Thursday, July 17, 2014

"I, too, sing America" by Langston Hughes

Langston Hughes was one of the last of the great poets from the Harlem renaissance. His work influenced all who came after; including the great Maya Angelou, recently deceased. He was born in 1902, in the middle of the Jim Crow Era; and he passed away in 1967 at the height of the Civil Rights struggle.

In this 21st Century we are engaged in a new struggle; one for economic equity. In this struggle there are no colors; just bank balances. I have been struck by how appropriate the literature of the Civil Rights Era applies to this new set of circumstances.

For instance; in this poem, when you think of the “darker brother” think of the common working man. He does all the work for the least amount of money. He’s weary of being cast aside; told he doesn’t count. Remember the disdain which Mitt Romney showed for the average American. He even said it, we “don’t count.”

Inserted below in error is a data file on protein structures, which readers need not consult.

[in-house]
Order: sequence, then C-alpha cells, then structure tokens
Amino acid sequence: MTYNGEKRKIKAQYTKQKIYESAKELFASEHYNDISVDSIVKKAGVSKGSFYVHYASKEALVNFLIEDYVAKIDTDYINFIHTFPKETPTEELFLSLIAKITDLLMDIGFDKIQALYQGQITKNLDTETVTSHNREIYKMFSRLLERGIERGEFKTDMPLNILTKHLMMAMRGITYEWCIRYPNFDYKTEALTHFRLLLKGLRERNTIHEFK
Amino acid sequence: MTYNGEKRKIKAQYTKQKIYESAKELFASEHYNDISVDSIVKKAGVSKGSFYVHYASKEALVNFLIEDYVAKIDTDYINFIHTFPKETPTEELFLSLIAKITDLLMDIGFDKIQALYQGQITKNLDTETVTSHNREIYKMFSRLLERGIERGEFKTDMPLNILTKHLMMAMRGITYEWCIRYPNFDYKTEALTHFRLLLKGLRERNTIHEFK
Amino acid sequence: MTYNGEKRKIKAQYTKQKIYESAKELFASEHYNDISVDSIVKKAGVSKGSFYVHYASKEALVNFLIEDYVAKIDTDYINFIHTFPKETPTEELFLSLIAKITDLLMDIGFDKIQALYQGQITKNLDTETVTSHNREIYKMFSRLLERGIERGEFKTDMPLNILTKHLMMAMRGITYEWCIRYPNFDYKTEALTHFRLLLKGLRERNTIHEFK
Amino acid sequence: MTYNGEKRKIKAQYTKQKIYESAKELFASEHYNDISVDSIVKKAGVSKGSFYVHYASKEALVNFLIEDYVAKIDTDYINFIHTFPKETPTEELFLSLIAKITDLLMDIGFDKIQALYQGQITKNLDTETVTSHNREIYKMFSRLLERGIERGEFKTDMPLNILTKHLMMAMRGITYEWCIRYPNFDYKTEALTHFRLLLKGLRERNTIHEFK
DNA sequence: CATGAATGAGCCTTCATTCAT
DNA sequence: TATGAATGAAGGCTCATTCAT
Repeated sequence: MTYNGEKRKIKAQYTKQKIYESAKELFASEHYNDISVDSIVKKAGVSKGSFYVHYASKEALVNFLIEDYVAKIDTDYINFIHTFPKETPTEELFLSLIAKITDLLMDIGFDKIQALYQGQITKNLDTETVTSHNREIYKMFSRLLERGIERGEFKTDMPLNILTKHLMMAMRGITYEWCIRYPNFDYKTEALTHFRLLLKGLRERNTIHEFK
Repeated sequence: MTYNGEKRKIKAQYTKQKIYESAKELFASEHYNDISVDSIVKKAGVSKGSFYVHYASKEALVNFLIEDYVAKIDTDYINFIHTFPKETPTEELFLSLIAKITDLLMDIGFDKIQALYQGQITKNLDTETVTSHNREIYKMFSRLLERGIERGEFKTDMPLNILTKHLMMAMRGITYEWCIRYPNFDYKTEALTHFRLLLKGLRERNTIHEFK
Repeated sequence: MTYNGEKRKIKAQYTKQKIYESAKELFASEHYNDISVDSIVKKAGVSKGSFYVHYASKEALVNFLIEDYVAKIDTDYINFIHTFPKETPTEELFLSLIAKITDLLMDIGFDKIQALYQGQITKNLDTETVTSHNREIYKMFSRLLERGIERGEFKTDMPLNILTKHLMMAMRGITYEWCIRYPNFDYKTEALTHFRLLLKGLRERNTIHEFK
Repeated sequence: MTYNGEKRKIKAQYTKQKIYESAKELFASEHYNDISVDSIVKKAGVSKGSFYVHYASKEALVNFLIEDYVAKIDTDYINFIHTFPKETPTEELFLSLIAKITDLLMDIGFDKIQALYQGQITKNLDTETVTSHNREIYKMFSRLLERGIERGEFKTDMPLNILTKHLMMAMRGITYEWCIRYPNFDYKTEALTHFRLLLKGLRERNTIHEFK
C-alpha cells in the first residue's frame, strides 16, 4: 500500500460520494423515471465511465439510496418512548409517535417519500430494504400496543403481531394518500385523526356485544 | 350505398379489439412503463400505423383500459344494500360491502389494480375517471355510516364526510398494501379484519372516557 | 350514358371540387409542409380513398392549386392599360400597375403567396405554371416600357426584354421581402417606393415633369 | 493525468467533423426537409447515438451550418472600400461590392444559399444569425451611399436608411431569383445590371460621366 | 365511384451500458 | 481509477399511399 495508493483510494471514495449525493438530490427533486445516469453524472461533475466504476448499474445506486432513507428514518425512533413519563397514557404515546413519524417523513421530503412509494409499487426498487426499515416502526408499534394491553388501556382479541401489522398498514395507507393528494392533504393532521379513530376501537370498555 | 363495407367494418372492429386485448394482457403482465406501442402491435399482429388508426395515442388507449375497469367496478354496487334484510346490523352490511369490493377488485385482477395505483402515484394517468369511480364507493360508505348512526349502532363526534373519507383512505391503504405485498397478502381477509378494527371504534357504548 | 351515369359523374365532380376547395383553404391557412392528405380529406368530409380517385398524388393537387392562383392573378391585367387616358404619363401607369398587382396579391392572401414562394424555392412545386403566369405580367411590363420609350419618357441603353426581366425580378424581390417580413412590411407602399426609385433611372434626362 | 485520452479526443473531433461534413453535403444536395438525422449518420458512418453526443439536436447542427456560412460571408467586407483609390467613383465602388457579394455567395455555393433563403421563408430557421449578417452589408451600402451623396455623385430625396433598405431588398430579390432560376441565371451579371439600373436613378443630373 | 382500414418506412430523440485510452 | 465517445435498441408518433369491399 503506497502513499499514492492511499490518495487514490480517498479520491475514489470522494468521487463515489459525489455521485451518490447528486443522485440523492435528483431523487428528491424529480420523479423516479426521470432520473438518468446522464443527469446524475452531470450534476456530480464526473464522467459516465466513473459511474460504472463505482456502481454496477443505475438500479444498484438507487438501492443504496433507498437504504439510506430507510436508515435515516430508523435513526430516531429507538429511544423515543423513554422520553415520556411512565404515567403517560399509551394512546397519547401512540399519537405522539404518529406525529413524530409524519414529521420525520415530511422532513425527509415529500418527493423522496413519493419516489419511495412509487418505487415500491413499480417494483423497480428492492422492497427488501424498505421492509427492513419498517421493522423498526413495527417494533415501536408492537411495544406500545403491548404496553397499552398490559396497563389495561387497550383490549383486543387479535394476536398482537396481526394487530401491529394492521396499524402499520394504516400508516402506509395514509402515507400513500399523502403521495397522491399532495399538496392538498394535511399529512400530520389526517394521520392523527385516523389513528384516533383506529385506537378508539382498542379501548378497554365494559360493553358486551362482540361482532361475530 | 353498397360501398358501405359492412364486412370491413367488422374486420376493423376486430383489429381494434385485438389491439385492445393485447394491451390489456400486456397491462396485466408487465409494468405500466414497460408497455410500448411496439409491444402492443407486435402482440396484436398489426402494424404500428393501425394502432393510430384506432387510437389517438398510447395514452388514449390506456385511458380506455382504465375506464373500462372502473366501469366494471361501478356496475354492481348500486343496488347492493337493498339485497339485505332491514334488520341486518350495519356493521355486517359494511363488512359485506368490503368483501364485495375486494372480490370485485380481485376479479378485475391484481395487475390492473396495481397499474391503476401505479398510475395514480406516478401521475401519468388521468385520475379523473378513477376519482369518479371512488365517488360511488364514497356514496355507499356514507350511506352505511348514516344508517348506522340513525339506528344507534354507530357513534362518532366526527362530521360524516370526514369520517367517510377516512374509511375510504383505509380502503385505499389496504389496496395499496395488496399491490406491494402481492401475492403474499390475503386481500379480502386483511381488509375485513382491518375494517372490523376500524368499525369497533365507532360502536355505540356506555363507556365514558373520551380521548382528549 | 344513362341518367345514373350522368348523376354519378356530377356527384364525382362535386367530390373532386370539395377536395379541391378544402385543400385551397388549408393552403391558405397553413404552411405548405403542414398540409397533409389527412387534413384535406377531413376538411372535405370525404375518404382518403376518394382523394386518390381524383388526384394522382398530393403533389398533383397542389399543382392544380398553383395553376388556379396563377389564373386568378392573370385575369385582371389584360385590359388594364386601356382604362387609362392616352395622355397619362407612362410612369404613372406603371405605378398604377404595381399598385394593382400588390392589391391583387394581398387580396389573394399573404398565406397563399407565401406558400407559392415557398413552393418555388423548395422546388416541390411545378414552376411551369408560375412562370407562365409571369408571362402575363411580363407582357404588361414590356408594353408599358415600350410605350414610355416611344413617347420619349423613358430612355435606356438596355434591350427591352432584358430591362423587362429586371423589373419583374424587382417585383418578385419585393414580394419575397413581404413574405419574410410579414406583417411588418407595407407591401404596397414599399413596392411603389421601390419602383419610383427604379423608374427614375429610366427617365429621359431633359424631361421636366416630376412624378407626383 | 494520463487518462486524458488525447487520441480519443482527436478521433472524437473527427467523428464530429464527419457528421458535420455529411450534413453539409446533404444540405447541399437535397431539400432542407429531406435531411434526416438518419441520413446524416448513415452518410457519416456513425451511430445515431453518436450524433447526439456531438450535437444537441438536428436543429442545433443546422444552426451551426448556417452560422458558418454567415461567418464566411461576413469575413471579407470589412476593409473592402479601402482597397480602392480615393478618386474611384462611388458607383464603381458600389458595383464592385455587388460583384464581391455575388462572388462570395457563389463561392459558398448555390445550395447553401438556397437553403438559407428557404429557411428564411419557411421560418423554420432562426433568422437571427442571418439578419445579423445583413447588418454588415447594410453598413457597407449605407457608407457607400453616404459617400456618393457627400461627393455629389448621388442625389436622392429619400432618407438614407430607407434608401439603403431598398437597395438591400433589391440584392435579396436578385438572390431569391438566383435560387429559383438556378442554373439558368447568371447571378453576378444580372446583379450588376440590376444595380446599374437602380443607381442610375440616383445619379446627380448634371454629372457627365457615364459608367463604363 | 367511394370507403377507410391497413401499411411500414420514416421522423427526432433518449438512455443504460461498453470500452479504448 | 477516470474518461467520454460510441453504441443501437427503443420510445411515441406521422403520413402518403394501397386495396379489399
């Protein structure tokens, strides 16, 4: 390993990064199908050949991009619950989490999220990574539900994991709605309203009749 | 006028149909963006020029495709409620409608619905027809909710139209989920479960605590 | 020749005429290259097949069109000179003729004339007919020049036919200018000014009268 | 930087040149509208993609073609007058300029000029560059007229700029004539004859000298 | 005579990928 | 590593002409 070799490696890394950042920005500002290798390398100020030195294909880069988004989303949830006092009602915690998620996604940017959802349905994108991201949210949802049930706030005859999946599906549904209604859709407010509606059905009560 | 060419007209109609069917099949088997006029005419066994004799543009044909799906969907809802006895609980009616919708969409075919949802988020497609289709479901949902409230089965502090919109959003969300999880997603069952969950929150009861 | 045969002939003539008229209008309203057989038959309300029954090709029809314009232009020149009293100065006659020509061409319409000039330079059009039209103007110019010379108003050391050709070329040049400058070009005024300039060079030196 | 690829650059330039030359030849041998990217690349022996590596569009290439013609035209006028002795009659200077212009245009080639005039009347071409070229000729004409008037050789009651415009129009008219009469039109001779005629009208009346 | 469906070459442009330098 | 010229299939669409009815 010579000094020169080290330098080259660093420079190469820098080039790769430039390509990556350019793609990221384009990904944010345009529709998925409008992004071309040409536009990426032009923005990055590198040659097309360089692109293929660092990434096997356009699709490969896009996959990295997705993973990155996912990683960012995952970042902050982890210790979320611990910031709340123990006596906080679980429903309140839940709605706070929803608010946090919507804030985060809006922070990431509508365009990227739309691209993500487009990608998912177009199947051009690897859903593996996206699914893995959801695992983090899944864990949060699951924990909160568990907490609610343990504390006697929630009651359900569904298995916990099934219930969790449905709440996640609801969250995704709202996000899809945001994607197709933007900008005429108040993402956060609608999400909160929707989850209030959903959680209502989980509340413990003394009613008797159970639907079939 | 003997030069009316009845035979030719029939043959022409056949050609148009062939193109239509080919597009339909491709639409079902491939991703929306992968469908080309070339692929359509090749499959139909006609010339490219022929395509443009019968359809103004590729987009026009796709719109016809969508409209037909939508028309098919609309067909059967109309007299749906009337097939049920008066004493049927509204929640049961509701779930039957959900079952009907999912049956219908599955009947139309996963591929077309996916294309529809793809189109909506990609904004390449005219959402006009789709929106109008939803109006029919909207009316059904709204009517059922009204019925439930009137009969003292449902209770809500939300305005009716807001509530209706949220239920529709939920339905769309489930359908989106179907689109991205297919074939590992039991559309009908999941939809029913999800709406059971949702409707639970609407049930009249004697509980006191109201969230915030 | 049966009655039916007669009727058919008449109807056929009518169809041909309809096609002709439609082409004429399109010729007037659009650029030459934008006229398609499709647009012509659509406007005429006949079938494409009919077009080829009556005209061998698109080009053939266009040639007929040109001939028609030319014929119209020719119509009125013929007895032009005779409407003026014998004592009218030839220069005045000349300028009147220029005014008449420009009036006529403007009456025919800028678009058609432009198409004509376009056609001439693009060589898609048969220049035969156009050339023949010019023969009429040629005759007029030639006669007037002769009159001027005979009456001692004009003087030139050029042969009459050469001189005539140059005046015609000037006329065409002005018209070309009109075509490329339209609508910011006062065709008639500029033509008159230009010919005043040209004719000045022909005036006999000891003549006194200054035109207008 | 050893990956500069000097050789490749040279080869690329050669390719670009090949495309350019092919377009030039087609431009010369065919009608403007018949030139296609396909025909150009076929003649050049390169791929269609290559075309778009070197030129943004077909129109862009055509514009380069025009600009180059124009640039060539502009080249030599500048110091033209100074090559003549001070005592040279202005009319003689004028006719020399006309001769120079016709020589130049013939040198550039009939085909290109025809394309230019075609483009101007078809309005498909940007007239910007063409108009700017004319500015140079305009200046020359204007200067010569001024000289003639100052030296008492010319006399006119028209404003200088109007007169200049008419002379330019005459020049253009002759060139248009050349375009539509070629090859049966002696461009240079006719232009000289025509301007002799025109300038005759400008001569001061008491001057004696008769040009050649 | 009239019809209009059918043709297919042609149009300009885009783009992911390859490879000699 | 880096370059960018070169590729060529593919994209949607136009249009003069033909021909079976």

This poem is for all people everywhere who get the short end of the stick, while working towards a better tomorrow.

I, too, sing America.

I am the darker brother.
They send me to eat in the kitchen
When company comes,
But I laugh,
And eat well,
And grow strong.

I’ll be at the table
When company comes.
Nobody’ll dare
Say to me,
“Eat in the kitchen,"

They’ll see how beautiful I am
And be ashamed—

I, too, am America.

No comments:

Post a Comment